KS (Kodak Standard) or P perforations were introduced in the 1920s to improve steadiness, registration, durability, and longevity and thus are used for intermediate and release prints as well as camera negatives which require it, such as high-speed filming, bluescreen, front projection, rear projection, or matte work. KS perfs are rectangular with rounded corners, and measure 0.0780" (1.981 mm) high by 0.1100" (2.794 mm) wide.[2] Eastman Kodak Company (NYSE: EK) is a large multinational public company producing photographic equipment. ... The bluescreen setup. ... Front Projection is an in-camera visual effects process for combining foreground performance with pre-filmed background footage. ... Rear projection was devised by Farciot Edouart in 1933 - at the time, he was working for Paramount Studios. ... Matte refers to the following: the surface surrounding a framed picture, between the picture itself and the frame; usually made from coloured card a surface with a non-glossy finish (also matt or mat) a filmmaking technique a smelted sulfide material in extractive metallurgy a form of the name Matthew...

The increased height also means that the image registration was considerably less accurate than BH perfs, which remains the standard for negatives.[3] The KS1870 perforation, or KS perforation with a pitch of 0.1870", is the modern standard for release prints. Film perforations, also known as perfs, are the holes placed in the film stock during manufacturing and used for transporting (via sprockets and claws) and steadying (via pin registration) the film. ...



The Dubray Howell (DH) perforation was first suggested in 1931 to replace both the BH and KS perfs with a single standard perforation which was a hybrid of the two in shape and size, being like KS a rectangle with rounded corners and a width of 0.1100" (2.79 mm), but with BH's height of 0.073" (1.85 mm).[4] This gave it longer projection life but also improved registration. One of its primary applications was usage in Technicolor's dye imbibition printing (dye transfer).[5] The DH perf never caught on, and Kodak's introduction of monopack Eastmancolor film in the 1950s reduced the demand for dye transfer,[3] although the DH perf persists in certain special application intermediate films to this day.[6] Logo celebrating Technicolors 90th Anniversary Technicolor is the trademark for a series of color film processes pioneered by Technicolor Motion Picture Corporation (a subsidiary of Technicolor, Inc. ...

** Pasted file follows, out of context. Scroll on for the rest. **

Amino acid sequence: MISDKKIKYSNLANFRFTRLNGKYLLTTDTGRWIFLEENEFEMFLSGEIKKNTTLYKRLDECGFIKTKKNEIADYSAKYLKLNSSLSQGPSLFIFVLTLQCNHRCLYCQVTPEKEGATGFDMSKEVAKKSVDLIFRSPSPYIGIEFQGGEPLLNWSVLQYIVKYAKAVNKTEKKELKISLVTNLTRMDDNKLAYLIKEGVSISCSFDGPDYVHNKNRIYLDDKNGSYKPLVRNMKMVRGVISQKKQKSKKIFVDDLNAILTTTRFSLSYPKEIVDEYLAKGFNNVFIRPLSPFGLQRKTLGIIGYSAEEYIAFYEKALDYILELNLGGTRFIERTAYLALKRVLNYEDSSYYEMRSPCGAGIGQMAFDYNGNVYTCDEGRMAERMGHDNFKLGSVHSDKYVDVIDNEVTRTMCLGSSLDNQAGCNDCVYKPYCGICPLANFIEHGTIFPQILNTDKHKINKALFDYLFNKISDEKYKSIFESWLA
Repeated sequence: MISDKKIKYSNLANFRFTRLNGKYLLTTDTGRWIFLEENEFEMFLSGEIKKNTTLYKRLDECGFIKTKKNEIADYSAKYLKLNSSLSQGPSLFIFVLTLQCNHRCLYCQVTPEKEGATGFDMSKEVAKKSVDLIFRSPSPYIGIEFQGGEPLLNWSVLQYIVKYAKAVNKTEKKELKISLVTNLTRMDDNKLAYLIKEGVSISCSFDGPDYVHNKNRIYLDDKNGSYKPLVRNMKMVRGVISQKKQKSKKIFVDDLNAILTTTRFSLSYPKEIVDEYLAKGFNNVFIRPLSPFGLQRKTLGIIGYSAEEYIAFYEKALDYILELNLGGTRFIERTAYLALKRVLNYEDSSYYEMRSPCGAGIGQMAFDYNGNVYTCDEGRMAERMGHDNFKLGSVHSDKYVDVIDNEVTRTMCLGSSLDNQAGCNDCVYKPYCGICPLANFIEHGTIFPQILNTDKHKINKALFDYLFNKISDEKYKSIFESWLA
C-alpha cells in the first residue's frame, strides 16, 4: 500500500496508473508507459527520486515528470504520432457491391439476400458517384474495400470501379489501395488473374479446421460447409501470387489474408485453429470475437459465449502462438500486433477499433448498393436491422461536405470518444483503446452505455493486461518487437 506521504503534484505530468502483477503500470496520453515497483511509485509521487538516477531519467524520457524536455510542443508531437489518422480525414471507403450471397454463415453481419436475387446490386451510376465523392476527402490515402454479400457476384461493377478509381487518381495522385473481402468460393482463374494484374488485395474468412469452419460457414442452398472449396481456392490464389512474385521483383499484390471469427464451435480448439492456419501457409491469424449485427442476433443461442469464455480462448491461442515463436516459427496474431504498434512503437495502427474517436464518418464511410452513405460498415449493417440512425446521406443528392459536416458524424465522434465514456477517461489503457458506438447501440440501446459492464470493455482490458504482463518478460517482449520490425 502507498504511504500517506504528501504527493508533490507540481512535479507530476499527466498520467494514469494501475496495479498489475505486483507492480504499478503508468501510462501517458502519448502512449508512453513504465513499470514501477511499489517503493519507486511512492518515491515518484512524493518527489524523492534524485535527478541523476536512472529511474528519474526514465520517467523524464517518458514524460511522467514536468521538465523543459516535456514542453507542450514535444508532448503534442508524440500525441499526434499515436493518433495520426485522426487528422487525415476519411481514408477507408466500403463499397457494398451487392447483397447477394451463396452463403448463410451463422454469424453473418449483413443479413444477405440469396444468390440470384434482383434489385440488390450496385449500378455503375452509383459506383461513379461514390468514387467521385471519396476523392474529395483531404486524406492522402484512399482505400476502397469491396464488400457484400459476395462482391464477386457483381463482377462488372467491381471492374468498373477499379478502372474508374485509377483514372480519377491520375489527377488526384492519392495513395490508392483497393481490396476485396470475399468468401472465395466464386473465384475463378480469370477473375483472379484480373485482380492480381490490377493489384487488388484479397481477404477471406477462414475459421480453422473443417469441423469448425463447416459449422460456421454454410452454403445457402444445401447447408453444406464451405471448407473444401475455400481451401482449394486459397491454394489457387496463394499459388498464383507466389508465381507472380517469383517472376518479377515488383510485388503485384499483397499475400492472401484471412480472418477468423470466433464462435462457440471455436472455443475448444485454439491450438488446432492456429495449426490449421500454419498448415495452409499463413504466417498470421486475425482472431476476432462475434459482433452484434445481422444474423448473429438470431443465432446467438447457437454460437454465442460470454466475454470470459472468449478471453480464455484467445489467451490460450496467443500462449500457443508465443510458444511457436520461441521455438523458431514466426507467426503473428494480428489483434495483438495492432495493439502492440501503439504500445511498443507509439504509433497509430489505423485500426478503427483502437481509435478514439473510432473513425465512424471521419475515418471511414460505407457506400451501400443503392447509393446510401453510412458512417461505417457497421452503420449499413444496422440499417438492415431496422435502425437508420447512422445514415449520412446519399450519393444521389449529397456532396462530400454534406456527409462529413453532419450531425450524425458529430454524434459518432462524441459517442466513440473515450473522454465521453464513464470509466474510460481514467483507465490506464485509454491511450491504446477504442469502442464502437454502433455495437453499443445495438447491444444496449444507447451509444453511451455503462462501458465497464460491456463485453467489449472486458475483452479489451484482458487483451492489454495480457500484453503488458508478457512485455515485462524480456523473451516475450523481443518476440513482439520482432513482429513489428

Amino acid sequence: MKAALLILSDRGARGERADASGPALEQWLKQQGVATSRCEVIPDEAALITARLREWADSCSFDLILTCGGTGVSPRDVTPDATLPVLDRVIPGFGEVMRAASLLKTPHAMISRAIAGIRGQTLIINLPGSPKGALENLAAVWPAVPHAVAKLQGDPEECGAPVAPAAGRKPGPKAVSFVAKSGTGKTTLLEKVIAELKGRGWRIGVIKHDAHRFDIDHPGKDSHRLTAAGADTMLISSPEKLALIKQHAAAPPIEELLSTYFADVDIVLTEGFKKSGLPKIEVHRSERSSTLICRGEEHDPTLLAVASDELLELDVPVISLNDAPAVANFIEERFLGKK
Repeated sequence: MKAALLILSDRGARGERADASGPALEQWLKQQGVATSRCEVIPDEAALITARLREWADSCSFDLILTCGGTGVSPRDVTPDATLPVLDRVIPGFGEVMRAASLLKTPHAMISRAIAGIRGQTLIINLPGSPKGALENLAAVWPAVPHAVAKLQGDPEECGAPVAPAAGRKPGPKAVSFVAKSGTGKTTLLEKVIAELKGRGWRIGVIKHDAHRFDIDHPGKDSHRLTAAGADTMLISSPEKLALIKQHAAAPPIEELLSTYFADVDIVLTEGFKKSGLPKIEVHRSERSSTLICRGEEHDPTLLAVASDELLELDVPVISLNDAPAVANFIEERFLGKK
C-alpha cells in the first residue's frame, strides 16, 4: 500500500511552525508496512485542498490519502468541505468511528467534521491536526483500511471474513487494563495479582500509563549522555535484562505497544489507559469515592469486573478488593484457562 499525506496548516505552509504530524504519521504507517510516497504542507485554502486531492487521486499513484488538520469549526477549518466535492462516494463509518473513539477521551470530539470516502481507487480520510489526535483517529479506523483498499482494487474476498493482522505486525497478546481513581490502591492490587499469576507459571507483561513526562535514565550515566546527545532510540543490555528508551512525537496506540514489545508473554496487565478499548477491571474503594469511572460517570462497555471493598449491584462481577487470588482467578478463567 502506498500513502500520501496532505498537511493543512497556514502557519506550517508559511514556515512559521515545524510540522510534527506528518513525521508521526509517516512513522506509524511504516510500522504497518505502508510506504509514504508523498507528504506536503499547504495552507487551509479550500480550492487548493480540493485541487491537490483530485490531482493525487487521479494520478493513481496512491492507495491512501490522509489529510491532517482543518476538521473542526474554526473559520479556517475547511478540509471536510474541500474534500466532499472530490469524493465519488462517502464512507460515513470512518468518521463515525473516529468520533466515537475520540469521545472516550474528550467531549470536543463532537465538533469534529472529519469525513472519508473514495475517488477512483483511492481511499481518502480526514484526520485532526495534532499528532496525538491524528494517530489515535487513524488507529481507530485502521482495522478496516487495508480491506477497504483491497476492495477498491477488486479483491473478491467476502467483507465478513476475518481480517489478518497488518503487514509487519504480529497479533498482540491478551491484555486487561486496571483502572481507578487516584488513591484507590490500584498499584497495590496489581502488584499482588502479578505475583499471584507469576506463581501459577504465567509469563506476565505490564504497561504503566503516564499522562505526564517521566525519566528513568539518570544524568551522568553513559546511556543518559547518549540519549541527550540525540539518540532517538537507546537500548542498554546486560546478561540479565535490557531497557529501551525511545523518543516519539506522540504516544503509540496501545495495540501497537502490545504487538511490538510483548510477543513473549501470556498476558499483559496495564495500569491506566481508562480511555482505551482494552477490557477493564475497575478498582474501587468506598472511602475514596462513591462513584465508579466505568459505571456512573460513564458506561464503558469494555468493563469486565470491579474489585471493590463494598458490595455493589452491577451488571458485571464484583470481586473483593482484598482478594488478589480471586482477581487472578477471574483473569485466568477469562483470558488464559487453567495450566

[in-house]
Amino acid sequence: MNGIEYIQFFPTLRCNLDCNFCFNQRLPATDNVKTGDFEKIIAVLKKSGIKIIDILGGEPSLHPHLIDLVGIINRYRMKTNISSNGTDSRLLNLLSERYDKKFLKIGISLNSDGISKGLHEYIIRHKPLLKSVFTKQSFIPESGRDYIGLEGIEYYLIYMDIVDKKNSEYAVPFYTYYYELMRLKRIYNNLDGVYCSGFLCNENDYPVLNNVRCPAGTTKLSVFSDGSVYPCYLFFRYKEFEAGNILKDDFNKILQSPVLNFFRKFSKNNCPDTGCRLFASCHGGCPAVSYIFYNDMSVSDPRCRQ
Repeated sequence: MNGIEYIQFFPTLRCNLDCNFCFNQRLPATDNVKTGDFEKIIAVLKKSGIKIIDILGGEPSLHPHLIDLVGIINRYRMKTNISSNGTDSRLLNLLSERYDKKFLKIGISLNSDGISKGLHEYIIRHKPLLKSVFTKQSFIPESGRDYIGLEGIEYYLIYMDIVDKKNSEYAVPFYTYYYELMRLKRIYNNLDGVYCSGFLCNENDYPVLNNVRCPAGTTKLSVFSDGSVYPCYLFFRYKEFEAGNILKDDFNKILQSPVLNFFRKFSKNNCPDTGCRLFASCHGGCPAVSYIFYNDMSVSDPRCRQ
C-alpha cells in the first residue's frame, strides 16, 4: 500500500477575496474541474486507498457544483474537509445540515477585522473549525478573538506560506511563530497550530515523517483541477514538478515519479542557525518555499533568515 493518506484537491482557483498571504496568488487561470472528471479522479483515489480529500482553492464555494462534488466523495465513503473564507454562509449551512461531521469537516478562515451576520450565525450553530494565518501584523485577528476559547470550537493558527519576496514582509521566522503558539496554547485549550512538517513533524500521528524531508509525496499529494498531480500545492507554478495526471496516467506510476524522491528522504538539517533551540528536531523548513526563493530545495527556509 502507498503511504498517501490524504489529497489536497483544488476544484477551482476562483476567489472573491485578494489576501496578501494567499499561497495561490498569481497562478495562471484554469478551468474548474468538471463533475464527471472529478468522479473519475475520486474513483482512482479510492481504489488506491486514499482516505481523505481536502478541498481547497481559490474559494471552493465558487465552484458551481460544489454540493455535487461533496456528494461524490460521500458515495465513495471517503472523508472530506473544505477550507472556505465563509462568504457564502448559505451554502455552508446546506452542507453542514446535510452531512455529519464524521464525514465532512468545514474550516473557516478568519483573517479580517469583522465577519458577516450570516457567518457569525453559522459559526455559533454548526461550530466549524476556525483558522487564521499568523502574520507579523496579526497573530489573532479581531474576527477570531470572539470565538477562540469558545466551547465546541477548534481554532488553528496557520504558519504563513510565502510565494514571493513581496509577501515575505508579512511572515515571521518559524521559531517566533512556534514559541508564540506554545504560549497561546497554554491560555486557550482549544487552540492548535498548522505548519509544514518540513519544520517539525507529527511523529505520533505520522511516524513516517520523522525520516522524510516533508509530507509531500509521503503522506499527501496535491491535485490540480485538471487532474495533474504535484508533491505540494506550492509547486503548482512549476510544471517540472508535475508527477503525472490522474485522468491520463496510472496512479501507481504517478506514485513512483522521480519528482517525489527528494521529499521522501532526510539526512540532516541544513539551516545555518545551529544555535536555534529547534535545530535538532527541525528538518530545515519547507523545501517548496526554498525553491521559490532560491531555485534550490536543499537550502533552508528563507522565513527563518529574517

In 1953, the introduction of CinemaScope required the creation of a different shape of perforation which was nearly square and smaller to provide space for four magnetic sound stripes for stereophonic and surround sound.[7] These perfs are commonly referred to as CinemaScope (CS) or "fox hole" perforations, or simply "Foxholes" (because all Cinemascope films were made by 20th Century Fox). Their dimensions are 0.073" (1.85 mm) in width by 0.078" (1.98 mm) in height.[1] Due to the size difference, CS perfed film cannot be run through a projector with standard KS sprocket teeth, but KS prints can be run on sprockets with CS teeth. Shrunken film with KS prints that would normally be damaged in a projector with KS sprockets may sometimes be run far more gently through a projector with CS sprockets because of the smaller size of the teeth. Though CS perfs have not been widely used since the late 1950s, Kodak still retains CS perfs as a special-order option on at least one type of print stock.[8] A Fox logo used to promote the CinemaScope process. ... Twentieth (20th) Century Fox Film Corporation (known from 1935 to 1985 as Twentieth Century-Fox Film Corporation) is one of the major American film studios. ...